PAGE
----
Jill Albert was radiant. She had an unmatched presence that could be felt by anyone touched by her warm embrace. She had a way of making all of the girls in my troop feel welcome, appreciated and unique. But her brilliance extended far beyond our small group of girl scouts: she baked cookies for her garbage men and always had a bowl full of Double Bubble in her car to give anyone who may have been having a bad day. Jill encapsulated the ultimate role model.
In the recent Disney/Pixar film, Brave, a young princess defies an age-old custom and fights to make her mother understand that she is not ready for marriage. I know you’d rather not think of the Disney princesses at all, but we live and breathe, and shop at Target, so I contend---if forced to choose among that whole pastel-clad, sugary lot, you’d want your daughter to be more independent, courageous Merida, less Cinderella waiting for her prince to come, right?
As we approach this year's Thanksgiving, I asked some of the JWA staff members how far they've come—personally or politically, culturally or collectively—and how that's inspired a sense of gratitude. Here is a sampling from Etta King, Michelle Cash, Stephen Benson, and Ellen Rothman.
We’re all familiar with the stereotype of the zaftig Jewish bubbe, stuffing her offspring with chicken soup and brisket, shouting, “Eat! Eat! You’re skin and bones.” We love to talk about these mythical kitchens of our childhoods—tables overflowing with kugels and babkas, tsimmus and kneidlach. But for many Jewish women, there was another, more painful, side to this abundance. Our bubbes didn’t just say, “Eat! Eat!” they also said “Why are you eating so much? You’re getting fat!” I don’t think this contradiction is unique to Judaism, but I do think there’s a distinctive cultural spin to this schizophrenic relationship to food. And considering the prevalence of eating disorders, if there are cultural roots, we need to weed them out.
Breast Cancer Awareness Month employs some tactics that I find problematic—but the cause is important for all of us.
The conversation is one that needs to be had.
We need to move past the shock-tactics of declaring our love of ta-tas and move into a conversation about how we can offer screening and care to those who don’t have access to it. We need to have conversations that don’t exclude men, but instead discuss the real importance of awareness for everyone. We need to make breast cancer awareness about saving lives, not putting sexualized versions of female anatomy on pedestals.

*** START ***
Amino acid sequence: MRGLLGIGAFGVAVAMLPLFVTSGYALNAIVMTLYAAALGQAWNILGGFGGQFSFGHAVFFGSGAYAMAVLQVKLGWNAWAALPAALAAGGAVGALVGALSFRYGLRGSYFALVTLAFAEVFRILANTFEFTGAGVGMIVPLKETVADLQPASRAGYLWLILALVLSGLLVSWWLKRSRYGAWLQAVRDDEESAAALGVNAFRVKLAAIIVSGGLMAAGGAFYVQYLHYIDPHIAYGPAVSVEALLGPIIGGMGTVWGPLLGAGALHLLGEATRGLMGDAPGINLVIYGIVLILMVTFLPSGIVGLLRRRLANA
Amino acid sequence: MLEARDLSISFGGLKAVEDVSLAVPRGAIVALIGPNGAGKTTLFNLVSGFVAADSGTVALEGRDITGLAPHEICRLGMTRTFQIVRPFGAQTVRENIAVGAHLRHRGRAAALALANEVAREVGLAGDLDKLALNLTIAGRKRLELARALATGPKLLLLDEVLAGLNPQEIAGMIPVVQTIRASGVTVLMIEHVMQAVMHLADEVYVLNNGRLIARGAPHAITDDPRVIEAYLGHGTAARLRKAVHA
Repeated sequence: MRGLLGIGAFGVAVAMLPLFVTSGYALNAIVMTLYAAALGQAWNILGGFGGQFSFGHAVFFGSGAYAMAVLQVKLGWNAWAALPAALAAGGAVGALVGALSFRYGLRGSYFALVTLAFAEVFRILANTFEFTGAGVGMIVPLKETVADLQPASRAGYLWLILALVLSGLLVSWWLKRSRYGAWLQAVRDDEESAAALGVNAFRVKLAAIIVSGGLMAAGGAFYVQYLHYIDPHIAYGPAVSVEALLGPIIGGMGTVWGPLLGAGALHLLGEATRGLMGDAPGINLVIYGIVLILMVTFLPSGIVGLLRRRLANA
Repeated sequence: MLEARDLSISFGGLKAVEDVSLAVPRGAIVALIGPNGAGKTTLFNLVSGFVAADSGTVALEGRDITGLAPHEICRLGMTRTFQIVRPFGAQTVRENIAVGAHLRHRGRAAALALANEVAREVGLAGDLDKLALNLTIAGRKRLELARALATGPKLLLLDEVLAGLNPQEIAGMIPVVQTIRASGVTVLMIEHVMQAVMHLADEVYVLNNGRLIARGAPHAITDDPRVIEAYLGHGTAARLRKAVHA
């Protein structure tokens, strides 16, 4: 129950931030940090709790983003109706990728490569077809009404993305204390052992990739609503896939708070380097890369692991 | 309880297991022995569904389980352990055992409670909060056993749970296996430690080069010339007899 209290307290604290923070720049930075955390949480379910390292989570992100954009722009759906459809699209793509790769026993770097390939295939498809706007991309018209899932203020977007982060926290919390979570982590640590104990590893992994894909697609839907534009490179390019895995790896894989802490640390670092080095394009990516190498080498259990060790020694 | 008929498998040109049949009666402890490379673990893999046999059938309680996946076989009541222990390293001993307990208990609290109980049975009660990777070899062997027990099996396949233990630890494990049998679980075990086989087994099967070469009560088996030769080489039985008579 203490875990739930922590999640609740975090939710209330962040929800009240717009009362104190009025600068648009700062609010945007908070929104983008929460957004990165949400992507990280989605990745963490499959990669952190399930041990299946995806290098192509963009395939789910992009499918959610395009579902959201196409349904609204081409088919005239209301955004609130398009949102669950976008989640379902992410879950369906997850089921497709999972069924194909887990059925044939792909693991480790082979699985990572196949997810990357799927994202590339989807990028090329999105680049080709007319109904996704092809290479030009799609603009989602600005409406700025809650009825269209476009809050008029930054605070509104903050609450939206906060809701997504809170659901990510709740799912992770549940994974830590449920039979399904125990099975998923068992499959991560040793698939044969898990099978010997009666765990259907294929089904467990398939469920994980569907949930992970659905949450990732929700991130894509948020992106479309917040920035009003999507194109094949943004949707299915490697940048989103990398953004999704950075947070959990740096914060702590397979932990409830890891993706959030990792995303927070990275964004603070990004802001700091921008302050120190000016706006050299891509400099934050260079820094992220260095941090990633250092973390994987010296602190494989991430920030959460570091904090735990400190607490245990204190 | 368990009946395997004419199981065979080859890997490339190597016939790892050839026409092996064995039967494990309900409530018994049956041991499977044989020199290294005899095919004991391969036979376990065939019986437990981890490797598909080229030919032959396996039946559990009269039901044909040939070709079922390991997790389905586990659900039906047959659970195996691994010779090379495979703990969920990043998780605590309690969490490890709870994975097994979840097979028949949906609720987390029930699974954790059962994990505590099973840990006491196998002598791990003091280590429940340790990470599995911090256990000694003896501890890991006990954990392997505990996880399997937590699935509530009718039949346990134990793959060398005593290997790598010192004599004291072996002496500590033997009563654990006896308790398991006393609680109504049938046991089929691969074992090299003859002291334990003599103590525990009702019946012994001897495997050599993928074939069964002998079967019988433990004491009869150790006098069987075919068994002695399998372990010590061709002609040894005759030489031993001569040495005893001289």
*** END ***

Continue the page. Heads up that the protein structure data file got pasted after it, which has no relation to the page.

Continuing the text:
This week I learned about a blog that had taken up the mantle of “fat-shaming week.” For a week, this blog posted shaming and demeaning content about fat women. The stated reason behind fat-shaming week is that the fat-acceptance movement is attempting to change beauty standards, and that shouldn’t be allowed to happen. They believe that shame will get people to lose weight, and that will ultimately make people healthier and benefit society. Here are some titles of posts they published:
When I first began writing this piece, I wanted to explain why I got an abortion. But then I remembered it’s no one else’s business. And that’s what’s missing from the conversation in North Carolina. I don’t think its a bad thing for all health clinics to uphold a certain level of standards, both in hygiene and practice; in fact I want that to be the case for any place where I or my loved ones receive medical care. But it IS a bad thing to attempt to limit my right, or the right of any other woman, to make decisions about their body and pass it off as “protection”.
An Orthodox Jewish woman from Suwalki, Poland, Miriam (Mary) Rachofsky (Kobey) was an unlikely pioneer on the western frontier. Her passion for helping others led to a successful career as a midwife in Denver at a time when very few women ran their own businesses.
Sometimes at JWA a story insists on coming to life.
The article on Sophie Rabinoff in our online Encyclopedia was a good scholarly representation of the pioneering physician's life and work. But no photos accompanied it; nothing helped lift it off the page. A few weeks ago, her great niece Jennifer Arnold contacted us to say that she had some photos of her aunt and wondered if we could add them to the article. I told her that we would be happy to, and she kindly scanned and sent them to me.
Chanukkah (or however the heck you spell it) is a time of lighting the menorah, recounting yet another story of the resilience of the Jewish people, and celebrating miracles both great and small. It’s also a time of eating things you wouldn’t dare touch the rest of the year, letting your standards slide, and finding yourself hung over on January 1st, loathing yourself as you struggle to button your jeans.